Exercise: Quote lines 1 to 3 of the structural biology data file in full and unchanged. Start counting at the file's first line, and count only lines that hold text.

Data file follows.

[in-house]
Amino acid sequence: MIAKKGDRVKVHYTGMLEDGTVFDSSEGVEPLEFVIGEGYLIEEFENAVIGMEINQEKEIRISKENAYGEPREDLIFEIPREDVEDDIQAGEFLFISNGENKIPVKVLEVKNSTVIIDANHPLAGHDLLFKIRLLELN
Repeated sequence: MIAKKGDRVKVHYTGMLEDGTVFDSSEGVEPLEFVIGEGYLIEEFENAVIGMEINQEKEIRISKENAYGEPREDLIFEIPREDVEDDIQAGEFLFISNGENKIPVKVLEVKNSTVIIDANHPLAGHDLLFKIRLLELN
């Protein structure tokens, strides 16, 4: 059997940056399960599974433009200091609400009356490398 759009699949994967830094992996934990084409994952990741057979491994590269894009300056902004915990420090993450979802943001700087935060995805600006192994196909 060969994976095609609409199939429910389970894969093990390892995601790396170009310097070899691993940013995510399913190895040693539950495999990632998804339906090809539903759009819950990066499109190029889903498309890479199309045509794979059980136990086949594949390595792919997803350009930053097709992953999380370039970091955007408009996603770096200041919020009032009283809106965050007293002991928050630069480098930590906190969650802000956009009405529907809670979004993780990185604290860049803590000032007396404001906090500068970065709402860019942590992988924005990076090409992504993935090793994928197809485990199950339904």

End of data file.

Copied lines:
[in-house]
Amino acid sequence: MIAKKGDRVKVHYTGMLEDGTVFDSSEGVEPLEFVIGEGYLIEEFENAVIGMEINQEKEIRISKENAYGEPREDLIFEIPREDVEDDIQAGEFLFISNGENKIPVKVLEVKNSTVIIDANHPLAGHDLLFKIRLLELN
Repeated sequence: MIAKKGDRVKVHYTGMLEDGTVFDSSEGVEPLEFVIGEGYLIEEFENAVIGMEINQEKEIRISKENAYGEPREDLIFEIPREDVEDDIQAGEFLFISNGENKIPVKVLEVKNSTVIIDANHPLAGHDLLFKIRLLELN